The Taku (Douglas) people are linked to the land and environment and in that respect cultural and sacred sites are intricately linked to natural resources. Protections on the environment are in essence, protections on cultural and sacred sites.

DIA will continue to work on identifying and protecting sacred sites so that these protections will be in place before conflicting development issues arise. By taking action now, DIA hopes to avoid construction or development on these important lands.

DIA will continue to coordinate with the U.S. Forest Service on this project and work under an adopted MOU between the DIA and the USFS. The DIA has completed the repatriation of human remains in 2017.

We are moving forward in developing the infrastructure to administer the protection of our natural resources which includes tribal sacred places and sacred objects.

More recently DIA started working with the USFS on a 3-5 year project, via an adopted MOU to help assist with the Tongass National Forest removal of the Admiralty Cove Civilian Conservation Corps (CCC) ERA shelter, Admiralty national monument, Tongass National Forest.

DIA will assist the USFS in the mitigation of the shelter, also with the cultural awareness to youth and elders, and developing interpretive cultural signage for placement within adjacent public use cabins interpreting traditional territory of the Aawk Kwaan and Taaku Kwaan and the history of the Admiralty Cove Shelter as it relates to the CCC Trail and shelter system at the North end of Admiralty Island, from Young Lake to Admiralty Cove.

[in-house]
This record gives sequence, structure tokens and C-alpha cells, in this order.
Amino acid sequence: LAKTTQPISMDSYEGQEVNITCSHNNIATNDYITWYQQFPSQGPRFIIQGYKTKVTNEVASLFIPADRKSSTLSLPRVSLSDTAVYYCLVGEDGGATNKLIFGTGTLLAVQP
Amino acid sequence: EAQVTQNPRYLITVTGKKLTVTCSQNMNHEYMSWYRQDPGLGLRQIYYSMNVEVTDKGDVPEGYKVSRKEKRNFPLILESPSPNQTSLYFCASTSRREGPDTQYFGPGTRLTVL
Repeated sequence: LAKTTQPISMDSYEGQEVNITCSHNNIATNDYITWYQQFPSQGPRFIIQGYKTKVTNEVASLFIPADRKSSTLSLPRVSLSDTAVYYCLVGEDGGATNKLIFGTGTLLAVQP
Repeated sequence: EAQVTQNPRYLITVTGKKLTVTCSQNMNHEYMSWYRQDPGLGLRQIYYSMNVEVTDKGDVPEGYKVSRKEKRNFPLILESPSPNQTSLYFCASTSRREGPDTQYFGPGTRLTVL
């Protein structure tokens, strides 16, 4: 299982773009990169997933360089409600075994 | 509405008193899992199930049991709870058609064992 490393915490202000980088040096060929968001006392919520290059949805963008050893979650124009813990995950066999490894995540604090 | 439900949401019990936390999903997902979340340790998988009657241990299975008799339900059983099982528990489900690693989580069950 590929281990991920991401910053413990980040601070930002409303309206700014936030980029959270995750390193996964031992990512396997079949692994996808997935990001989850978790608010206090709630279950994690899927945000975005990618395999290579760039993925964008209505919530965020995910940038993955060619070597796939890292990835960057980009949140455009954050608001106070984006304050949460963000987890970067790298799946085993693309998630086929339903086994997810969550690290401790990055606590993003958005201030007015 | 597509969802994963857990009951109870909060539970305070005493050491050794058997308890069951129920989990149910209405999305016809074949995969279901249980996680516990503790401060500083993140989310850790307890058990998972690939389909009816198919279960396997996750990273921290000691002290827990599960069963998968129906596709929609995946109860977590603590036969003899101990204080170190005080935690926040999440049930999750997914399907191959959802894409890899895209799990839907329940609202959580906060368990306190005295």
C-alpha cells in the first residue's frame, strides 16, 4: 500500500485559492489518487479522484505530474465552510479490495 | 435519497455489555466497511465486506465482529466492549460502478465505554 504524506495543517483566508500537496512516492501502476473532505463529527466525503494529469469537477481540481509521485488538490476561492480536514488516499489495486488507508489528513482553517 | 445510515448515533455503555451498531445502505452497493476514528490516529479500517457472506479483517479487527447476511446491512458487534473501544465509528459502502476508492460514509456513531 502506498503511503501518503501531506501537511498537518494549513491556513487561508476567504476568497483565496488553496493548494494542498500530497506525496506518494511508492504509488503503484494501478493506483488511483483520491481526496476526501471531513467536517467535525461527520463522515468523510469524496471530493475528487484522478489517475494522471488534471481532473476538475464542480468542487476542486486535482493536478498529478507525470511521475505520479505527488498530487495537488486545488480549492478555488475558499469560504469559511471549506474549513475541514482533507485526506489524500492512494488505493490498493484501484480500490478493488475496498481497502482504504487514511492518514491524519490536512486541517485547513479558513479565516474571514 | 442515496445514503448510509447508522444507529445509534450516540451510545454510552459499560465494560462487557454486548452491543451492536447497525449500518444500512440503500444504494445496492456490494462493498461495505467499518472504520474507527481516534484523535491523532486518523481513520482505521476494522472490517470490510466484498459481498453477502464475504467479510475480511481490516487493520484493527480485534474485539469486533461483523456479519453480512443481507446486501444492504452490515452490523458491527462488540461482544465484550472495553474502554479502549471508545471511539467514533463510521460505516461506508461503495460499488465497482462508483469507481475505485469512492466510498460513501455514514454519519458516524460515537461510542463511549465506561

Long-term development goal: Work on identifying and protecting historic and sacred sites within with in our traditional territories. Protection of the environment, protection on cultural and sacred sites.

Intermediate program development milestone: Work with the proper agencies to identify and protect sacred sites from development.

Management Plan: Manage a database in ArcGIS, which houses Geo-referenced information. Map out all historic sites, substance resources, old Tlingit villages or fishing camp sites.

Assistance: Seek training for repatriation of human remains & sacred objects. Seek funding to complete the repatriation process.  Continue to work with the USFS on protection of historic/sacred sites.


Taku River Tlingit First Nations

The DIA is currently working with Taku River Tlingit First Nations (TRTFN) to address salmon resiliency in the Taku Inlet.  There has been a low count of salmon, mainly King & Sockeye salmon within the past 5 years in the Taku Inlet.

DIA and TRTFN are partnering together to address this issue and to find out what is causing the low returns of salmon.


Long-term development goal: Work with TRTFN on identifying the major causes of low salmon returns to the Taku and protecting the Taku watershed.

Intermediate program development milestone: Work with TRTFN, Tribes and proper agencies to help address the issues of low salmon runs in the Taku.

Management Plan:  Address the causes of the low salmon returns within the Taku and develop outreach and education for Tribal members, and general public regarding the major causes of low salmon returns to the Taku.

Assistance: DIA will work with TRTFN to coordinate public workshops on salmon resiliency within the Taku area.  DIA and TRTFN will also seek funding  to help address salmon resiliency for planning and workshops.


Video Showcase



Have more questions about Douglas Indian Association?